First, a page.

22 November
Lk 19:11-28

Jesus went on to tell a parable, because he was near Jerusalem, and because they supposed that the kingdom of God was to appear immediately.
So he said, "A nobleman went to a distant country to get royal power for himself and then return. He summoned ten of his slaves, and gave them ten pounds, and said to them, 'Do business with these until I come back.' But the citizens of his country hated him and sent a delegation after him, saying, 'We do not want this man to rule over us.' When he returned, having received royal power, he ordered these slaves, to whom he had given the money, to be summoned so that he might find out what they had gained by trading. The first came forward and said, 'Lord, your pound has made ten more pounds.' He said to him, 'Well done, good slave! Because you have been trustworthy in a very small thing, take charge of ten cities.' Then the second came, saying, 'Lord, your pound has made five pounds.' He said to him, 'And you, rule over five cities.' Then the other came, saying, 'Lord, here is your pound. I wrapped it up in a piece of cloth, for I was afraid of you, because you are a harsh man; you take what you did not deposit, and reap what you did not sow.' He said to him, 'I will judge you by your own words, you wicked slave! You knew, did you, that I was a harsh man, taking what I did not deposit and reaping what I did not sow? Why then did you not put my money into the bank? Then when I returned, I could have collected it with interest.' He said to the bystanders, 'Take the pound from him and give it to the one who has ten pounds.' (And they said to him, 'Lord, he has ten pounds!') 'I tell you, to all those who have, more will be given; but from those who have nothing, even what they have will be taken away. But as for these enemies of mine who did not want me to be king over them – bring them here and slaughter them in my presence.'"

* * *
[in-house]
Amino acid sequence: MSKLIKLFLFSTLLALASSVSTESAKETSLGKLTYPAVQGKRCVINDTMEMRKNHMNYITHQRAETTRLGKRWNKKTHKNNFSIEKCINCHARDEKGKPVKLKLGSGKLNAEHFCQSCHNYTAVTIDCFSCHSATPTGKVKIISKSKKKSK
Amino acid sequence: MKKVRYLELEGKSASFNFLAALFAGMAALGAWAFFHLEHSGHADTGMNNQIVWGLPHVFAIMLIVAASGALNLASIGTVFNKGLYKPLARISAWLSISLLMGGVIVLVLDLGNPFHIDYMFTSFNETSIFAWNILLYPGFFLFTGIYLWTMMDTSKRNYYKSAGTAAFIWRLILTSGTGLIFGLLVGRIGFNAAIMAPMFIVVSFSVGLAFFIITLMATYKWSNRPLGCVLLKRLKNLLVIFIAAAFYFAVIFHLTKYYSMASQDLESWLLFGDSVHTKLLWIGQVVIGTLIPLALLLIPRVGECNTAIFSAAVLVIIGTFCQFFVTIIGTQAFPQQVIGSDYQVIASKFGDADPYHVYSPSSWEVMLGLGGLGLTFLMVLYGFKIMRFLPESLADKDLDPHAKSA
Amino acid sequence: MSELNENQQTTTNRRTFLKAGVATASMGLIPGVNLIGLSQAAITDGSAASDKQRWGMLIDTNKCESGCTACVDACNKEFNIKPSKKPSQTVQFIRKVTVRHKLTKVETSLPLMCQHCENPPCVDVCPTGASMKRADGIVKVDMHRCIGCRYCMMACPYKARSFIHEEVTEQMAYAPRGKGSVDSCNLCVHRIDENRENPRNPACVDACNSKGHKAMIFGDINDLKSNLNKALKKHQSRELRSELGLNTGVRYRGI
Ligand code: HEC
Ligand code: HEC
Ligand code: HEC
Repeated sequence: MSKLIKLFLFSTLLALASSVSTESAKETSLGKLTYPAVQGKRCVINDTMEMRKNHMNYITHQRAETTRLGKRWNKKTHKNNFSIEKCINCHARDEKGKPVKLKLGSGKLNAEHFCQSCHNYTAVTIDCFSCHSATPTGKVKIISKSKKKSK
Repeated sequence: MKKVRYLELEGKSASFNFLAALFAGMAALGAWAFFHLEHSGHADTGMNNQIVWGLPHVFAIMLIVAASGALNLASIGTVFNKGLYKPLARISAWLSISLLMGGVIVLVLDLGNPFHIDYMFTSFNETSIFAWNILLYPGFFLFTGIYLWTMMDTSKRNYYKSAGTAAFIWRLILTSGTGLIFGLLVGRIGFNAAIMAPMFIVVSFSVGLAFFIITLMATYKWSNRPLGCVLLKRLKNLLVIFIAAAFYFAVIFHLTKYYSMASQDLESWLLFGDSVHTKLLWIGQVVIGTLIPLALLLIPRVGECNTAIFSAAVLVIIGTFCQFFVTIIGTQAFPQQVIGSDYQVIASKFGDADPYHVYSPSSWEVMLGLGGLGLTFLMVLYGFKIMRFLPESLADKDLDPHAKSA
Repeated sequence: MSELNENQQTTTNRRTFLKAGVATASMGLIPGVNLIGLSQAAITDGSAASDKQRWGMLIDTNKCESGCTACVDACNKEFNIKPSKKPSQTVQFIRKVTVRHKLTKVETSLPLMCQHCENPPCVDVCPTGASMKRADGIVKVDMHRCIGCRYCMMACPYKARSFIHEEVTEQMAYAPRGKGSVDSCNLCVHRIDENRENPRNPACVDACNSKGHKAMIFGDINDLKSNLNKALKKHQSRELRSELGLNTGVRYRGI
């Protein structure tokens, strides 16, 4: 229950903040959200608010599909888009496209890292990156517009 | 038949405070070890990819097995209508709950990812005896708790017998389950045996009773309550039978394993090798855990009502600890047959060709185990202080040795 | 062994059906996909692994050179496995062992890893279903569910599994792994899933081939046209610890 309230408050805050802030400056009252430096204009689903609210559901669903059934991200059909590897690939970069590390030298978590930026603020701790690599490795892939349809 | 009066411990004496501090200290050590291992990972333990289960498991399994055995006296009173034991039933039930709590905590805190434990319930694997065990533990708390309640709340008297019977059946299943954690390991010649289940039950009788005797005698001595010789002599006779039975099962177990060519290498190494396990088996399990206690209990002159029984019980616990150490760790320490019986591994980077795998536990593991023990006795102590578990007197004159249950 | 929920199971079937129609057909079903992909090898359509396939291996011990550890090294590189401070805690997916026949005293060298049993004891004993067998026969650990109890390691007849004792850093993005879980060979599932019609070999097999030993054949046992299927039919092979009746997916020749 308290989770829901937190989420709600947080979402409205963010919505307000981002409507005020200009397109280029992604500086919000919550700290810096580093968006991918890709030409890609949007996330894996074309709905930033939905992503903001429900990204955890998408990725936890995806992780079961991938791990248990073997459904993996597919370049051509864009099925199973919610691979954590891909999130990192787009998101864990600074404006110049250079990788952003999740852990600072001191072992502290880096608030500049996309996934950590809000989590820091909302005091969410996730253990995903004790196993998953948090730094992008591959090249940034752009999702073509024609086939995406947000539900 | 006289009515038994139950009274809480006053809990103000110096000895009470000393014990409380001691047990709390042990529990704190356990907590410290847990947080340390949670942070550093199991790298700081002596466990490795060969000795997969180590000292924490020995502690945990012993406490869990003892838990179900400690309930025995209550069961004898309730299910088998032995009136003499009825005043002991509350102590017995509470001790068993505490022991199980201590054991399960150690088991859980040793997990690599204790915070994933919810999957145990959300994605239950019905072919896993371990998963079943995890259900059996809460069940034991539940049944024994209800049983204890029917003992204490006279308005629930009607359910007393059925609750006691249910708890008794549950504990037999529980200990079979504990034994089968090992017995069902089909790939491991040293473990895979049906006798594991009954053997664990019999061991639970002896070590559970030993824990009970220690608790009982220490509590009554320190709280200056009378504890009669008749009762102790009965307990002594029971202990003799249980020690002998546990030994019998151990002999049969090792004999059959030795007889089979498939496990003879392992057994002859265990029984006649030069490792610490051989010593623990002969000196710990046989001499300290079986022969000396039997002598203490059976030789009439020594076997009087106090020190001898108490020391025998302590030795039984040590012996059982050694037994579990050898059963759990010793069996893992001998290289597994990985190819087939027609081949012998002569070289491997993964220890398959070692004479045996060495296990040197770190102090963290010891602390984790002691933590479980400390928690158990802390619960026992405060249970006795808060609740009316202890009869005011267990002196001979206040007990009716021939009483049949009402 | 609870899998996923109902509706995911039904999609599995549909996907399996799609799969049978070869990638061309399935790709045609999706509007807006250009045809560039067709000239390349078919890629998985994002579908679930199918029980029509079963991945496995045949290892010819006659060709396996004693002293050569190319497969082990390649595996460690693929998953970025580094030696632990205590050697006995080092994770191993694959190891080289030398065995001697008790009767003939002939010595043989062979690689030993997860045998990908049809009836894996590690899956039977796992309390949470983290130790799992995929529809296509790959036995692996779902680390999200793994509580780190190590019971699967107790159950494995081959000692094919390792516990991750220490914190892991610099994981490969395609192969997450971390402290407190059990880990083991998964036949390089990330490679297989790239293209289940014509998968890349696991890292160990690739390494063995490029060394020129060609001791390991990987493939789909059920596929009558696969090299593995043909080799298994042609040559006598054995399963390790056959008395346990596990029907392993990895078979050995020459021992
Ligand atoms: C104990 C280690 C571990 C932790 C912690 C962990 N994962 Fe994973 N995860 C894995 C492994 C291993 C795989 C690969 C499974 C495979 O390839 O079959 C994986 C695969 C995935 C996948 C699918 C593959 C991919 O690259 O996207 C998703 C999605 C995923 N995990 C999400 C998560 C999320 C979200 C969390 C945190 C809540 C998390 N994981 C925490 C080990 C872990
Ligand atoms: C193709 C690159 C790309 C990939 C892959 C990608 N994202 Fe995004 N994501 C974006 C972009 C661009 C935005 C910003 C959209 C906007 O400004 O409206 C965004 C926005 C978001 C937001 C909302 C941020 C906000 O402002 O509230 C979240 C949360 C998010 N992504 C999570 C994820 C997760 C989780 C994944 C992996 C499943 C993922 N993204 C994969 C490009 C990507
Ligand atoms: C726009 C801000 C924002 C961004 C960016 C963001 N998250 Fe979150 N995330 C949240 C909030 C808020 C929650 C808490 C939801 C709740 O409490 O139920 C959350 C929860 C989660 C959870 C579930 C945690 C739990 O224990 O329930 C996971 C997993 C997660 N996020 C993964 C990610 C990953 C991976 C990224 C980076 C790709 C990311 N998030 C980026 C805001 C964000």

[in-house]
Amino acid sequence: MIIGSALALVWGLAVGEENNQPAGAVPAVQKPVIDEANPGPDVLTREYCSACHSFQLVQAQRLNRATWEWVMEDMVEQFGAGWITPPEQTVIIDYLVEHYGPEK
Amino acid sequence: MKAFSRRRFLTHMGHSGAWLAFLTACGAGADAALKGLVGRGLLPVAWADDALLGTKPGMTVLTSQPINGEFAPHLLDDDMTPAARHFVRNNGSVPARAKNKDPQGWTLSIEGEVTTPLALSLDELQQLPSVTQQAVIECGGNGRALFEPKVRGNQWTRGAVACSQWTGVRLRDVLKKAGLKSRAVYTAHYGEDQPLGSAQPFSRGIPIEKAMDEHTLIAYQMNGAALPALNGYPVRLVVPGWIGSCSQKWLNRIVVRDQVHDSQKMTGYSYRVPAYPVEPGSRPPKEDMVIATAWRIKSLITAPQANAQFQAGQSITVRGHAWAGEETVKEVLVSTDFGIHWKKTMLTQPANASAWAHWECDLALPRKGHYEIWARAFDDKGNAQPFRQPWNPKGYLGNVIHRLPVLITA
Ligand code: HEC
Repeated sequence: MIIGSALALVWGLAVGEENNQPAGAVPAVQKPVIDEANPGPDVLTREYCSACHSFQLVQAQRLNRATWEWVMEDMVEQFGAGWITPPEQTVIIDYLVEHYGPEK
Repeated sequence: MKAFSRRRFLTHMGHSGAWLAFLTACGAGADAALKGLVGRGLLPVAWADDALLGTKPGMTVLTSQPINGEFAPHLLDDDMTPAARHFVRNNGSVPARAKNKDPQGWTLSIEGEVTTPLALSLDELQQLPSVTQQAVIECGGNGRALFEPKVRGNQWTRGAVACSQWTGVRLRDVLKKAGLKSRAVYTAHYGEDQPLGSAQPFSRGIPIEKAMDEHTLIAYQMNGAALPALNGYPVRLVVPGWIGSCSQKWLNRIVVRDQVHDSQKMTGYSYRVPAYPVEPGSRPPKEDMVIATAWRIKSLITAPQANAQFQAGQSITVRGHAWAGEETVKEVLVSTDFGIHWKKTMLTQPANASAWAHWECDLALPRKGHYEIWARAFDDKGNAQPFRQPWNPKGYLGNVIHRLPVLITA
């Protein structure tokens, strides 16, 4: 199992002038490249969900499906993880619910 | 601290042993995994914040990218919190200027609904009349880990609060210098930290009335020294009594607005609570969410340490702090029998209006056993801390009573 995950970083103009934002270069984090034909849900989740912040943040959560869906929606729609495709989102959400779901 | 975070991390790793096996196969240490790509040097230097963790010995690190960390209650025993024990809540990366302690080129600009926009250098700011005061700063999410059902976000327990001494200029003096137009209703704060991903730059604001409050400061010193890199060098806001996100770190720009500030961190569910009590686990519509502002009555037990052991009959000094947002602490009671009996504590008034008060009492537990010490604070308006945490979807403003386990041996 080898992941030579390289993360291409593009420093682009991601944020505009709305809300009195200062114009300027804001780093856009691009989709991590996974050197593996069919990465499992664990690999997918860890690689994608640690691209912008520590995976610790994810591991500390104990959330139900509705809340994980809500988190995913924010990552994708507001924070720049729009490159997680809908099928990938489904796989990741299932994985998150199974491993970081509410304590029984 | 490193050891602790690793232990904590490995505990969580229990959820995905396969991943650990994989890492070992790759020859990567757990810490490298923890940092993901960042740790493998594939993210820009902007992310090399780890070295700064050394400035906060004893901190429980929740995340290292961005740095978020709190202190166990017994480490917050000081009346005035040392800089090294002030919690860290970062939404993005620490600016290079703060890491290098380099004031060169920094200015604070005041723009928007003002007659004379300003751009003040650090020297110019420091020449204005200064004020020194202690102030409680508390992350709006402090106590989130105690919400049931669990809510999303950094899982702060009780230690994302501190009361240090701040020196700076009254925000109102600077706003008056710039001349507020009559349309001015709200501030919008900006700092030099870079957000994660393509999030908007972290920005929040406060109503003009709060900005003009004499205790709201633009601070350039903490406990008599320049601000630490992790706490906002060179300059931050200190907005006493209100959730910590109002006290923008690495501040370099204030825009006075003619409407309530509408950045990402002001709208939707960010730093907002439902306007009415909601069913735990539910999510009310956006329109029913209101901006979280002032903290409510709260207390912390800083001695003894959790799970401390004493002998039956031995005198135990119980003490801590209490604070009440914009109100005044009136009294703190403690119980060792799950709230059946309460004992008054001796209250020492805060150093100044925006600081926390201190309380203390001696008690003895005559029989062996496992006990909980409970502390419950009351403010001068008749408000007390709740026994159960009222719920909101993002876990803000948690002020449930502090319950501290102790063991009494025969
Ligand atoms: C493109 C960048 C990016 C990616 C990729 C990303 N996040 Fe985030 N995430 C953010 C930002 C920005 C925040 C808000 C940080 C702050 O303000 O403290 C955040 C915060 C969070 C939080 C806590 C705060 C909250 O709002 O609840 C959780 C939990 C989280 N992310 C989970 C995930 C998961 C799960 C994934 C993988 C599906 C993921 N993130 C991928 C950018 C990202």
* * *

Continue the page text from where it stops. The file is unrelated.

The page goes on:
After he had said this, he went on ahead, going up to Jerusalem.

They are still on the road to Jerusalem, a journey whose significance Luke has built up carefully.  Jesus is giving a teaching for the times to come, when he will no longer be with them.  He tells the parable of the ruler who went abroad, leaving his servants to look after things.  Its bearing is all too obvious.

The point of the story was: “To all those who have, more will be given.”  It sounds very unjust; it is just like the way the business world operates.  How could spiritual practice be just like business practice?  The business world deals with things, property, money.  How could the same rules apply to inner realities, mind, spirit? 

The blunt fact is that they do, but the significance is quite different.  To the one who loves (for example), more love will become possible; to the one who uses the intelligence he or she has, more will be given; to the one who prays, more prayer will be possible.  It is by using what is given to us that we become capable of more. 

We often tell ourselves that in the spiritual life everything is gift, or grace.  But to say no more would be to make it a purely passive thing.  In reality we know that nothing deep or ‘inner’ can ever be given to us without our effort.  You would love to give your knowledge of, say, a foreign language to someone you love, but it cannot be done without their labour.  How much more your understanding, your wisdom, your experience?  Even God's gifts, poured out without measure, cannot really become mine unless I interiorise them myself.  “Can I bring about my own enlightenment?” someone asked a wise man.  “No more than you can make the sun to shine,” he replied.  “But then, why do I have to work so hard with all these spiritual practices?”  “To ensure that when the sun begins to shine you will not be asleep.”  

(How do you read those last two lines of today’s reading?  “As for these enemies of mine who did not want me to be king over them – bring them here and slaughter them in my presence.”  This verse is used by several Muslim commentators as proof that Jesus was a violent man.  They ignore the fact that it was part of a story, a parable – not an order in real life, nor an incitement.  This is how a text is mangled when it is ripped out of its context.  Christian fundamentalists take note; you often do the very same thing.) 


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This page gives a very brief commentary by Donagh O’Shea on the gospel reading for each day of the month. 


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